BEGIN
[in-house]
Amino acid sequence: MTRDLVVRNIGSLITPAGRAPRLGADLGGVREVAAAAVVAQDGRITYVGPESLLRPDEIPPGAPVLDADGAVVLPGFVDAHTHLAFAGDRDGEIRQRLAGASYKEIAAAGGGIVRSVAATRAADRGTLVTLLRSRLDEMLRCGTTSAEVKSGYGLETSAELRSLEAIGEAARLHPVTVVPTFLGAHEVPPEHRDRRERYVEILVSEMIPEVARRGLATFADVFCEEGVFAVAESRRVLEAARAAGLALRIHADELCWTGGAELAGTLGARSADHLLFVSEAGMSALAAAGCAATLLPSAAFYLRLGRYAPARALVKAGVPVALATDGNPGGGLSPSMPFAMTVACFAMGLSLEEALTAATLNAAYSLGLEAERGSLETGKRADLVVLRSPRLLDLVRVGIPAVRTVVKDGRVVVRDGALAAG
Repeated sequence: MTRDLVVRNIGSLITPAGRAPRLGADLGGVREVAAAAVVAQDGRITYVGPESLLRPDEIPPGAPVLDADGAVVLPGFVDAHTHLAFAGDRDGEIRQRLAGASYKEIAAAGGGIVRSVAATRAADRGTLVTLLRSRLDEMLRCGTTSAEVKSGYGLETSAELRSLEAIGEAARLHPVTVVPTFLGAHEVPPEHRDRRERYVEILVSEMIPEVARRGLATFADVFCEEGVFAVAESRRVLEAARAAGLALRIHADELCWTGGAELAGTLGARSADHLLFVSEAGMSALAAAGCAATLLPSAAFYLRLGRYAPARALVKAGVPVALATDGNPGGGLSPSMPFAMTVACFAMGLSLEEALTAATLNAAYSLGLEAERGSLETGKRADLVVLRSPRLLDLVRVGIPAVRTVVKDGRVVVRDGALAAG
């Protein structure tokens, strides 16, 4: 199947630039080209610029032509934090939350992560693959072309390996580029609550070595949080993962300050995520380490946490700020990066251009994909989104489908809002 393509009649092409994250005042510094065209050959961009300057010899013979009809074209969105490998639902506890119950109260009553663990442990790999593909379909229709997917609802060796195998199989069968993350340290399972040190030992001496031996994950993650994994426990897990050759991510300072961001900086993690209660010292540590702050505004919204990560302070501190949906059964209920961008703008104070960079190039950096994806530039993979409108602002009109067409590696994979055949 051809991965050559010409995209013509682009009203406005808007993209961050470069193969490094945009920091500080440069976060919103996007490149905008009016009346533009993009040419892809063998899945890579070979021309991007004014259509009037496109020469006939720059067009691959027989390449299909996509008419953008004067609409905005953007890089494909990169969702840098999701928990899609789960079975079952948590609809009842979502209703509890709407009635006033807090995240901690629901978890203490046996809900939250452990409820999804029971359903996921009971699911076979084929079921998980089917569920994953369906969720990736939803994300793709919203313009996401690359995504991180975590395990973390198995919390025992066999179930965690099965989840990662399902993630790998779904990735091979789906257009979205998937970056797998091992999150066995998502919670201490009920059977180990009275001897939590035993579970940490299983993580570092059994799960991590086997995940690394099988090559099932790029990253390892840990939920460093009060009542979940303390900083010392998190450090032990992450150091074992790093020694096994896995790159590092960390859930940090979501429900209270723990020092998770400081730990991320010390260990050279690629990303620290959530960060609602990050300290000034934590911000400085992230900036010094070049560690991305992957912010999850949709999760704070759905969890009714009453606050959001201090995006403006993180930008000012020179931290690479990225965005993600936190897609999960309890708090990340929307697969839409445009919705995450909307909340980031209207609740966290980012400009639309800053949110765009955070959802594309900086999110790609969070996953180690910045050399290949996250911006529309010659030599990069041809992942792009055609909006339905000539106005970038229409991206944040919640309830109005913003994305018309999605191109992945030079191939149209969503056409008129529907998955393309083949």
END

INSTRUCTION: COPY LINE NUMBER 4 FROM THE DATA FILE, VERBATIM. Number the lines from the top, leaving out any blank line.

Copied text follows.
């Protein structure tokens, strides 16, 4: 199947630039080209610029032509934090939350992560693959072309390996580029609550070595949080993962300050995520380490946490700020990066251009994909989104489908809002 393509009649092409994250005042510094065209050959961009300057010899013979009809074209969105490998639902506890119950109260009553663990442990790999593909379909229709997917609802060796195998199989069968993350340290399972040190030992001496031996994950993650994994426990897990050759991510300072961001900086993690209660010292540590702050505004919204990560302070501190949906059964209920961008703008104070960079190039950096994806530039993979409108602002009109067409590696994979055949 051809991965050559010409995209013509682009009203406005808007993209961050470069193969490094945009920091500080440069976060919103996007490149905008009016009346533009993009040419892809063998899945890579070979021309991007004014259509009037496109020469006939720059067009691959027989390449299909996509008419953008004067609409905005953007890089494909990169969702840098999701928990899609789960079975079952948590609809009842979502209703509890709407009635006033807090995240901690629901978890203490046996809900939250452990409820999804029971359903996921009971699911076979084929079921998980089917569920994953369906969720990736939803994300793709919203313009996401690359995504991180975590395990973390198995919390025992066999179930965690099965989840990662399902993630790998779904990735091979789906257009979205998937970056797998091992999150066995998502919670201490009920059977180990009275001897939590035993579970940490299983993580570092059994799960991590086997995940690394099988090559099932790029990253390892840990939920460093009060009542979940303390900083010392998190450090032990992450150091074992790093020694096994896995790159590092960390859930940090979501429900209270723990020092998770400081730990991320010390260990050279690629990303620290959530960060609602990050300290000034934590911000400085992230900036010094070049560690991305992957912010999850949709999760704070759905969890009714009453606050959001201090995006403006993180930008000012020179931290690479990225965005993600936190897609999960309890708090990340929307697969839409445009919705995450909307909340980031209207609740966290980012400009639309800053949110765009955070959802594309900086999110790609969070996953180690910045050399290949996250911006529309010659030599990069041809992942792009055609909006339905000539106005970038229409991206944040919640309830109005913003994305018309999605191109992945030079191939149209969503056409008129529907998955393309083949």